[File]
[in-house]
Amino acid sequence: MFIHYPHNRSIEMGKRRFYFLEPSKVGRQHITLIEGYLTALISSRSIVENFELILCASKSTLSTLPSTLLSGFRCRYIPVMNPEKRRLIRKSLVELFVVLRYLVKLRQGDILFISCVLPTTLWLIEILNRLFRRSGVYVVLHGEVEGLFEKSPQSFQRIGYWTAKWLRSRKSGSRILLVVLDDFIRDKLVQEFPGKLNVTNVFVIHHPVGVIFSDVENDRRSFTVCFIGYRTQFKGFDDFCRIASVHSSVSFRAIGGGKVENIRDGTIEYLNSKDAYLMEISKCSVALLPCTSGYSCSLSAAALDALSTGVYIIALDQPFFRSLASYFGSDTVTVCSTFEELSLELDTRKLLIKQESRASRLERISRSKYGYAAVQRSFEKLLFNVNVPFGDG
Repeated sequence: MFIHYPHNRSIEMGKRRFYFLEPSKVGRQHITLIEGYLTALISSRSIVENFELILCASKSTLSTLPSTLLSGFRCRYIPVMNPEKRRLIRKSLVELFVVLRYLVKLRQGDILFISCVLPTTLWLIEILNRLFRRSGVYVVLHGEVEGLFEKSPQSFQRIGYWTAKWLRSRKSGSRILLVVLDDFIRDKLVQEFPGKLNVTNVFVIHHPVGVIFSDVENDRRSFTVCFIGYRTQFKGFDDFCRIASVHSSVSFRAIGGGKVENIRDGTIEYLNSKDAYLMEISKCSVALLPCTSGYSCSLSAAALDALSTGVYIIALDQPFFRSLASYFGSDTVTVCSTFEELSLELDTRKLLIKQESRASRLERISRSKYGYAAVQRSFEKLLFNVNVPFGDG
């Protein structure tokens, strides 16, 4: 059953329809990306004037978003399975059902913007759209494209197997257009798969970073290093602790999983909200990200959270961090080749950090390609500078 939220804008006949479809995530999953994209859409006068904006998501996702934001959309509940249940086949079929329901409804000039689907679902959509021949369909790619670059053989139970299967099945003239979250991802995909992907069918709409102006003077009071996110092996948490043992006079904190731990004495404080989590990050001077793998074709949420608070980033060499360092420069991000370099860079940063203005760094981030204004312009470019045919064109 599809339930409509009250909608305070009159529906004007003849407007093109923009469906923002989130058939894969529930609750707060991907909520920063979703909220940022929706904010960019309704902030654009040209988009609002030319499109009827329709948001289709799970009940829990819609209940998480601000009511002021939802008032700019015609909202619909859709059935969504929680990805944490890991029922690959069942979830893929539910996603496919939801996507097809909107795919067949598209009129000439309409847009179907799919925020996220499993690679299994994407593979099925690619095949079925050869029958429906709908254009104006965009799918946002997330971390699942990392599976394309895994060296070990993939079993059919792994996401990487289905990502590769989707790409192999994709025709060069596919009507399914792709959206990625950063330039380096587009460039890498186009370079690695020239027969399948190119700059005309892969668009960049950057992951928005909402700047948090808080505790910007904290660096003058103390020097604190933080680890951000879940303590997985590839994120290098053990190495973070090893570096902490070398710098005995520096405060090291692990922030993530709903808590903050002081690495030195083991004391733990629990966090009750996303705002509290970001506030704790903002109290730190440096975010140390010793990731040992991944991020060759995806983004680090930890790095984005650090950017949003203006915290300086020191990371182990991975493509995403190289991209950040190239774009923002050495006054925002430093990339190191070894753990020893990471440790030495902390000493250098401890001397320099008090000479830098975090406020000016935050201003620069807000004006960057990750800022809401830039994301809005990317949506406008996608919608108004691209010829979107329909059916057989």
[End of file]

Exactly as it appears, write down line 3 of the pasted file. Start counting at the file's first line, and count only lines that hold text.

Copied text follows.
Repeated sequence: MFIHYPHNRSIEMGKRRFYFLEPSKVGRQHITLIEGYLTALISSRSIVENFELILCASKSTLSTLPSTLLSGFRCRYIPVMNPEKRRLIRKSLVELFVVLRYLVKLRQGDILFISCVLPTTLWLIEILNRLFRRSGVYVVLHGEVEGLFEKSPQSFQRIGYWTAKWLRSRKSGSRILLVVLDDFIRDKLVQEFPGKLNVTNVFVIHHPVGVIFSDVENDRRSFTVCFIGYRTQFKGFDDFCRIASVHSSVSFRAIGGGKVENIRDGTIEYLNSKDAYLMEISKCSVALLPCTSGYSCSLSAAALDALSTGVYIIALDQPFFRSLASYFGSDTVTVCSTFEELSLELDTRKLLIKQESRASRLERISRSKYGYAAVQRSFEKLLFNVNVPFGDG